Do This Now: Top 5 Edition


Get tickets for STAGE FRIGHT on the cheap. Tickets will be available through the run of this Hitchcockian tribute, but instead of paying top dollar at the door, get them before March 24th and save 50%.

4 – Get tickets for the N CROWD Anniversary Show. Nearly every show in 2011 has been sold out. The six year celebration at the RUBA Hall on April 22nd shouldn’t be any different. Get them before they’re gone.

3 – Submit to DÜOFEST. March 22nd is the absolute last day to submit to this one-of-a-kind comedy festival. Get your stuff together and get it in. T-minus six days.

2 – Confirm your PHIT house team audition slot. The Philly Improv Theater is looking to expand their ranks with two new teams under the direction of MATT HOLMES and KRISTEN SCHIER. Slots for the open audition on March 27th are still available but limited.

1 – Get tickets for the Roast of MEG FAVREAU. Forget Trump or Hasselhoff… Philly comedians know how to roast their own, and if last year’s roast of Kent Haines was any indicator, then Meg will be taking some big hits and snapping back strong before she departs for LA. This will be packed. Period.

One week left to submit to NCCAF


Perhaps it’s all the fantastic shows. It could be the great venues. It might even be the little community of friends you build at the Holiday Inn. Whatever your favorite part may be, one thing’s for sure… February is the time of year that hundreds of comedians descend on RDU to take on the Dirty South at the NORTH CAROLINA COMEDY ARTS FESTIVAL.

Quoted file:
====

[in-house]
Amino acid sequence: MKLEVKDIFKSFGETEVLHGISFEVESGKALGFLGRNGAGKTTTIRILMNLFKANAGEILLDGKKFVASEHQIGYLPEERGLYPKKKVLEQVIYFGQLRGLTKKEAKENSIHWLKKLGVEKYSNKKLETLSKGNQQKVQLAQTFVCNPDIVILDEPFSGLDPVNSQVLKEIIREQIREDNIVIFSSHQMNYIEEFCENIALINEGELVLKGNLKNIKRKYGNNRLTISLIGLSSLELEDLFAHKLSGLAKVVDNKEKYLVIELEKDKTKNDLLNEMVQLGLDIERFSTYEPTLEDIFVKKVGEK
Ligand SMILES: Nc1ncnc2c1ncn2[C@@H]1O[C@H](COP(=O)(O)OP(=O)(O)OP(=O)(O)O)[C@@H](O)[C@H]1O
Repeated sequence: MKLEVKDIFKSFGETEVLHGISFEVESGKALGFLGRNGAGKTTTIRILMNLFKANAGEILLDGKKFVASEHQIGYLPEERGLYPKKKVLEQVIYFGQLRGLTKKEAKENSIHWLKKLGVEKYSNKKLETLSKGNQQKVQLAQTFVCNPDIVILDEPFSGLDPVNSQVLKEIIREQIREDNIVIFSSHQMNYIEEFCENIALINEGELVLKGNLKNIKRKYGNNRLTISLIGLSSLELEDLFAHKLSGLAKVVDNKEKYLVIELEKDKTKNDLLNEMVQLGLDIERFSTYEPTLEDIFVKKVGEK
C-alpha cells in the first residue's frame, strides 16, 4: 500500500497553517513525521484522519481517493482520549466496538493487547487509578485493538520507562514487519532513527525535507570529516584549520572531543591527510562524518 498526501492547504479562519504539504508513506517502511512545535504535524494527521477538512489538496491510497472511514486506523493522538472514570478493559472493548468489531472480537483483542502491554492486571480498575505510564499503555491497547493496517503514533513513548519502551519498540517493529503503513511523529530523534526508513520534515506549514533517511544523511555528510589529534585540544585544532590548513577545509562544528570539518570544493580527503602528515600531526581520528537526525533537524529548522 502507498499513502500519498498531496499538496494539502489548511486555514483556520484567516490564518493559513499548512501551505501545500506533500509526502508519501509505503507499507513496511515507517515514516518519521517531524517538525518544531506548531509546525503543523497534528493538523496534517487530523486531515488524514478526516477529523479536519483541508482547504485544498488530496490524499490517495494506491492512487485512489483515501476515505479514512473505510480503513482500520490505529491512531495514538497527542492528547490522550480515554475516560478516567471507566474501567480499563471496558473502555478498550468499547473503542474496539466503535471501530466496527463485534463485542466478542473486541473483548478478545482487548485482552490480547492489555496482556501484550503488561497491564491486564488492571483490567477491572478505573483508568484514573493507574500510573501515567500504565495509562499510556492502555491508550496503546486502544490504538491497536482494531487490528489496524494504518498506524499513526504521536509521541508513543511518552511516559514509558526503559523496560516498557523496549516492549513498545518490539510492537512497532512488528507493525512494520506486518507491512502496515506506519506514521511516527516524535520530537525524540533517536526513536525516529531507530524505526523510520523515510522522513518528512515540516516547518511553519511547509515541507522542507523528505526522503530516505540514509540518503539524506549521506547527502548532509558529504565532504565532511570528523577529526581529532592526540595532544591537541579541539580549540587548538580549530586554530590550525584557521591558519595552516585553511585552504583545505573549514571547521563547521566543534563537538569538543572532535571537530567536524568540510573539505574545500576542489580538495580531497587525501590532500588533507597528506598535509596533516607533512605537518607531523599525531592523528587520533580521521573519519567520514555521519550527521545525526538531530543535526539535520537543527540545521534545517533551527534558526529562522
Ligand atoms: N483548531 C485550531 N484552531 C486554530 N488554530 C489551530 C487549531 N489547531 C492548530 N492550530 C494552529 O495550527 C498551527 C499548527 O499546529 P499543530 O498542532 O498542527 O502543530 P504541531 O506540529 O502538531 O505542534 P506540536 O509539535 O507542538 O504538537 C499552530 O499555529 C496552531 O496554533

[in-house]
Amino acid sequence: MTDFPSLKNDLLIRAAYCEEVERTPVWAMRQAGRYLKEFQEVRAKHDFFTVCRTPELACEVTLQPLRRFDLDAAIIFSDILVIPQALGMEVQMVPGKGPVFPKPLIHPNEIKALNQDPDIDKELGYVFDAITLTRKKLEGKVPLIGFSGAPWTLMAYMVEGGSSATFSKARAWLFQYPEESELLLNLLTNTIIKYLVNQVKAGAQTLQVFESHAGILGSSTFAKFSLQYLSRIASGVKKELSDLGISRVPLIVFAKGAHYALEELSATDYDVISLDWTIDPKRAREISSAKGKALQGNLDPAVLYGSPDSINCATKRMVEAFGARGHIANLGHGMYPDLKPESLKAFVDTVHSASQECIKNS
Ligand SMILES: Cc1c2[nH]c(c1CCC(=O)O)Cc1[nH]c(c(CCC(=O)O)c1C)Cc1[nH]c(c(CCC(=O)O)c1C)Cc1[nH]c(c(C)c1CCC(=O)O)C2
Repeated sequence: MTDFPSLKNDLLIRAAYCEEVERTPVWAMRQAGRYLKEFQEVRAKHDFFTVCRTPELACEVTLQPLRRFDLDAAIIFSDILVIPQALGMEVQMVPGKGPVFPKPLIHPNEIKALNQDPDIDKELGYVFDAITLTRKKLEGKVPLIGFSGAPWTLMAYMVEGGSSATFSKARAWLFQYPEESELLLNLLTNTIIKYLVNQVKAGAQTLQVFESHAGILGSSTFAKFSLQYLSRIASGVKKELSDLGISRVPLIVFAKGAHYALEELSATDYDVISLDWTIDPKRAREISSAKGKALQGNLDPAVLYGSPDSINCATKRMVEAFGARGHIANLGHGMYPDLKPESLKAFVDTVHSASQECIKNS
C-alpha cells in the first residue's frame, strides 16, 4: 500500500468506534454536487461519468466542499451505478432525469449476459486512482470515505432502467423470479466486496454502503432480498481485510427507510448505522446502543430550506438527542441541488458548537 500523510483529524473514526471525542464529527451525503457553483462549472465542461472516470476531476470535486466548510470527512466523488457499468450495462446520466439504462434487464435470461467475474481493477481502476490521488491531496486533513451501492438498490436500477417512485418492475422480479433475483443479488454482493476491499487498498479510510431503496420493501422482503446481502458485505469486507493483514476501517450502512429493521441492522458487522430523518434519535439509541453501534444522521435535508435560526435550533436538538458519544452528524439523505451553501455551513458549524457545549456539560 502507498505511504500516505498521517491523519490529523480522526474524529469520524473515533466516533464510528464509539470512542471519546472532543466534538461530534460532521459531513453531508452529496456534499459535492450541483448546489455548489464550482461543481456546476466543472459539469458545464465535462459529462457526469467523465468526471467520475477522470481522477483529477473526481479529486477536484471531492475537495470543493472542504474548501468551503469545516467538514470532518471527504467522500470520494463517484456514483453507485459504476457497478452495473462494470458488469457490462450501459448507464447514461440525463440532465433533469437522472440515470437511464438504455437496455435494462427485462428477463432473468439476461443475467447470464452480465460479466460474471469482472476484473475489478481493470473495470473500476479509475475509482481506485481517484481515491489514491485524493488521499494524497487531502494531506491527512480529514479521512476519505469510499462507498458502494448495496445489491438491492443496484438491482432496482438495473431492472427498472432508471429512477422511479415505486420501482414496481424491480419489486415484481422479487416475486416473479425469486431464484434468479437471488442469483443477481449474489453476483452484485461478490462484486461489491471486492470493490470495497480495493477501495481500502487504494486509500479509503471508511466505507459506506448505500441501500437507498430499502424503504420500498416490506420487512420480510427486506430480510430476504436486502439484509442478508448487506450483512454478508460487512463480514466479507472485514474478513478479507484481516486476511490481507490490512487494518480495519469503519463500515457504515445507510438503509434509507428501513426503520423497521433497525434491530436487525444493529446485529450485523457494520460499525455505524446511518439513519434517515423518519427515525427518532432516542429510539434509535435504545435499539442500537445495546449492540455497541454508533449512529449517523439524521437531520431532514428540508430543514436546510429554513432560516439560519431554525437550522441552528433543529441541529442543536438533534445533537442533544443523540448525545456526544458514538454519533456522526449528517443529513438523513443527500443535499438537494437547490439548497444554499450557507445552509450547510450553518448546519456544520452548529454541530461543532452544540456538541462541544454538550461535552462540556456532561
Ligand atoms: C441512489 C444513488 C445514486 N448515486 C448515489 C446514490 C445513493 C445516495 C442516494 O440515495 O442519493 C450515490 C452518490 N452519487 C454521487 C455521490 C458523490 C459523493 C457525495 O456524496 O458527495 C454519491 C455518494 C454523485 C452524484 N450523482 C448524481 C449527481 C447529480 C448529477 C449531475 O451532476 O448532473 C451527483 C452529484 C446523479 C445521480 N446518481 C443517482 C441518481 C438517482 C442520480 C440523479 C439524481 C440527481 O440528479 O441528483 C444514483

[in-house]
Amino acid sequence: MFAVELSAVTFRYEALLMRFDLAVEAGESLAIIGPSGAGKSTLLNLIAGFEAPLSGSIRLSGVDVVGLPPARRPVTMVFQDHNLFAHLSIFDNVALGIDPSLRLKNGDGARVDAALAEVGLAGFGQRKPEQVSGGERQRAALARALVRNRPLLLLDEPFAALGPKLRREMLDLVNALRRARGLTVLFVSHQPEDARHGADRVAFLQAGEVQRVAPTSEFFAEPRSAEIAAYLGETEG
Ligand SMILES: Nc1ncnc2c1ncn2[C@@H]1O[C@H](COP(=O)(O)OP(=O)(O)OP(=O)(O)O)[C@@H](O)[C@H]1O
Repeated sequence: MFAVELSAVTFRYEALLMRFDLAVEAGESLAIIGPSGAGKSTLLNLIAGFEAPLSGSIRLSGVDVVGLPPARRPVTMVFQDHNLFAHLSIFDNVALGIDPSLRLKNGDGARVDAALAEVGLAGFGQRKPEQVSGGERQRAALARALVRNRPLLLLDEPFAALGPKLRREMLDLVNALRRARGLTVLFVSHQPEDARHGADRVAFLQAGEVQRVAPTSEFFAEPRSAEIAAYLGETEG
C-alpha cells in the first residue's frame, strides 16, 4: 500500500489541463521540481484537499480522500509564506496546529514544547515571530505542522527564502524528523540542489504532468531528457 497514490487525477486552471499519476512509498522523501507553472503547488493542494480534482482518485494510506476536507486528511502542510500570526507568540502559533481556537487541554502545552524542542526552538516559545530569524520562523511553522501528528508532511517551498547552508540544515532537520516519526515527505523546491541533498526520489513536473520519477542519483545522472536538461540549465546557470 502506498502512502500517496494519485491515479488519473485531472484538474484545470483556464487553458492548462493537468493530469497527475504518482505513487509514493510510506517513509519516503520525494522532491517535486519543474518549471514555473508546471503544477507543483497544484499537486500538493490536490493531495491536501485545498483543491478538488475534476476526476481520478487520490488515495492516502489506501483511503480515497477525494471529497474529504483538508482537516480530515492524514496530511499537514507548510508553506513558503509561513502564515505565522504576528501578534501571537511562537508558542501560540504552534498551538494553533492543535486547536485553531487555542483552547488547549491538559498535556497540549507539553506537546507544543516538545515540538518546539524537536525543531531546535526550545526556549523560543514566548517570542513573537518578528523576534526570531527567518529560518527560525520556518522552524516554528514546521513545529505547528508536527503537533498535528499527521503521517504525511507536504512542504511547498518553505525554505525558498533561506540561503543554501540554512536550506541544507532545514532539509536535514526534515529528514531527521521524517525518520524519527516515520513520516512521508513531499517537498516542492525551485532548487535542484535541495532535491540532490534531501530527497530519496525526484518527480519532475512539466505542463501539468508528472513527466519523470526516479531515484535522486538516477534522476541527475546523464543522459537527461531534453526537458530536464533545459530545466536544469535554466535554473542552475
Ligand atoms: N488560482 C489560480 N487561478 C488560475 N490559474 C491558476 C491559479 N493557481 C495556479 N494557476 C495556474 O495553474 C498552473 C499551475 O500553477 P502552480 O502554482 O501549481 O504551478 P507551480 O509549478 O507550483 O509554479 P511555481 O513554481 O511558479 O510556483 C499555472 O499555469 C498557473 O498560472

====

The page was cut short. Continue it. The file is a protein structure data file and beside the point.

Formerly the Dirty South Improv Festival and recently rebranded NCCAF to include scores of sketch and stand-up comedians as well as films, this festival is one of my favorites every year, and just a damn good time.

For those that want to get in on the performing action, your window is closing. You have until just next Friday to submit your show for consideration.

So what are you waiting for? Get on it!

PHIF now accepting submissions


Submissions are now open for the sixth annual PHILADELPHIA IMPROV FESTIVAL.

This year, the festival has expanded to seven days and two venues, kicking off the first week of the Philadelphia Comedy Collective’s Comedy Month.

PHIF has commissioned several big acts this year and tapped instructors the likes of JOE BILL, DAVID RAZOWSKY and WILL LUERA.

More details and the online submission form can be found here.

City Council Bill 100267 and what it means for comedy